“We have acknowledged that we’re in the business of selling a dangerous product,” Wells said.

“Each of the defendants say to the American public in a clear and unambiguous manner that smoking is dangerous. They [the public] can hear our message. It’s an unambiguous and clear message that we sell a dangerous product.”

Judge Kessler – who will decide the case – questioned whether that admission was being communicated directly to the American public.

“Is that succinct and pithy phrase actually on any cigarette packaging or on any company websites anywhere?” she asked.

In his opening statement, Peter Biersteker, a lawyer representing RJ Reynolds, argued that cigarette makers had tried to make their products safer.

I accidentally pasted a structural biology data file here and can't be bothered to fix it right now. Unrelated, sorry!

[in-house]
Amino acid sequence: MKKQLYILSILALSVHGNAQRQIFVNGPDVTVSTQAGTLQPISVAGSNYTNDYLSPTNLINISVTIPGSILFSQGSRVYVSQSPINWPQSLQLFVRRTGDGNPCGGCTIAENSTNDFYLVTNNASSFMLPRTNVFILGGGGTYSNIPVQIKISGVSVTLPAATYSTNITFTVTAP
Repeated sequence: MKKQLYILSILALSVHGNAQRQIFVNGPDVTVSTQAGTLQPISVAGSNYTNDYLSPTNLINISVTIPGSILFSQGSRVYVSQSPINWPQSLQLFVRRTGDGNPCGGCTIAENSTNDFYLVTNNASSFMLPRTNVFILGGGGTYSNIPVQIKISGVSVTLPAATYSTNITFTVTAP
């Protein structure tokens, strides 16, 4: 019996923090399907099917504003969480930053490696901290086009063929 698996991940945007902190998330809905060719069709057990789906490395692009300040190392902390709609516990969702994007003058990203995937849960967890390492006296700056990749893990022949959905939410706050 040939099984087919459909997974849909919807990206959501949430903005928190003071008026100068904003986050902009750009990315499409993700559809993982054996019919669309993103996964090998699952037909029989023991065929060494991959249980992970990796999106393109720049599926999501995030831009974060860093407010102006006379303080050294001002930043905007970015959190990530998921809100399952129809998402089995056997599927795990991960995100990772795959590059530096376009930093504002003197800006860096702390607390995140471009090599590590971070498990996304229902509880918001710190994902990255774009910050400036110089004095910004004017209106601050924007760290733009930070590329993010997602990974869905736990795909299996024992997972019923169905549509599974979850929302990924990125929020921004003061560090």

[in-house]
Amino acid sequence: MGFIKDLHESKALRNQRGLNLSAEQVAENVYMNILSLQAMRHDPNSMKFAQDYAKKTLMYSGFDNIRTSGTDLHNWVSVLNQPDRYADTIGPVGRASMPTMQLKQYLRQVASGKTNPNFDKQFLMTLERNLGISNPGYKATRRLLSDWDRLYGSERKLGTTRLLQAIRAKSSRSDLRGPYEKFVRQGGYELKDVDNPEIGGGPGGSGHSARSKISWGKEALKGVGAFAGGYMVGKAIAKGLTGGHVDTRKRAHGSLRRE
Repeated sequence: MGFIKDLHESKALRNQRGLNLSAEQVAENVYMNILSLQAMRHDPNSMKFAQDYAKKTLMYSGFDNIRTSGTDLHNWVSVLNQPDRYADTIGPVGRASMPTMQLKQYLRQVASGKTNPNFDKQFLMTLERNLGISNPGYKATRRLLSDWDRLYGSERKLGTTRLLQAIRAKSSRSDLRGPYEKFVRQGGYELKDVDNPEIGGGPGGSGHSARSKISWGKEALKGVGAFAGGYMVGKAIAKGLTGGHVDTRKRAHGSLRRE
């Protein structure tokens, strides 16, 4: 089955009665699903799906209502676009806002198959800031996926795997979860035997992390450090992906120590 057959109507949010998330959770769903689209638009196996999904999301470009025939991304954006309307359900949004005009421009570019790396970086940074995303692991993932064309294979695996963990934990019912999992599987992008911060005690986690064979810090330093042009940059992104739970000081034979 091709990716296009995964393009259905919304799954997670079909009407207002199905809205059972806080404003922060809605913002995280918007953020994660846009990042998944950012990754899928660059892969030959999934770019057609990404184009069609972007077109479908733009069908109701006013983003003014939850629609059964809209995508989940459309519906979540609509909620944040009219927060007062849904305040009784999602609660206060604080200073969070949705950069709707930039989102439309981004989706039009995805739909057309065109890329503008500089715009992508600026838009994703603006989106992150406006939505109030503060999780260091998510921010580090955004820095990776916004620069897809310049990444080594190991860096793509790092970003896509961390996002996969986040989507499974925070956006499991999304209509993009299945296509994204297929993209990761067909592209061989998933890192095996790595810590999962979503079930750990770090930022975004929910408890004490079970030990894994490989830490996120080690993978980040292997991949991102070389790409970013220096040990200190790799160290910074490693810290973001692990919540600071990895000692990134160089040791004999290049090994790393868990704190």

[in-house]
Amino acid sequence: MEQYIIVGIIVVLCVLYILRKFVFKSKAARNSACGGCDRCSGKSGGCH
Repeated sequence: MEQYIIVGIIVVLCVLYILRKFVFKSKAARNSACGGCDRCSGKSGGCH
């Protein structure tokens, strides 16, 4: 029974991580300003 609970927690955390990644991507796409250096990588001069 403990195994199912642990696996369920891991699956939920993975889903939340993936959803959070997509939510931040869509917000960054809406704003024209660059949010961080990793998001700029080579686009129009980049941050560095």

As evidence, he cited the development of low-tar or “light” cigarettes in the 1970s. Studies have shown these are no better for smokers than “high-tar” cigarettes but, Biersteker said, nobody understood that at the time. Indeed, until recently, governments advised smokers to switch to “low-tar”, not knowing it did no good.

Biersteker said cigarette companies had rushed to introduce filters when it was shown that the more a person smoked, the more likely he or she was to develop lung cancer. In 1952, only 1 per cent of cigarettes had filters; now, almost all do.

The Government’s first witness – who took the stand on Friday, was the former Food and Drug Administration chief, David Kessler.

He told the court that, as recently as 1994, there was evidence that the tobacco industry was deliberately managing the level of nicotine in cigarettes to keep people addicted.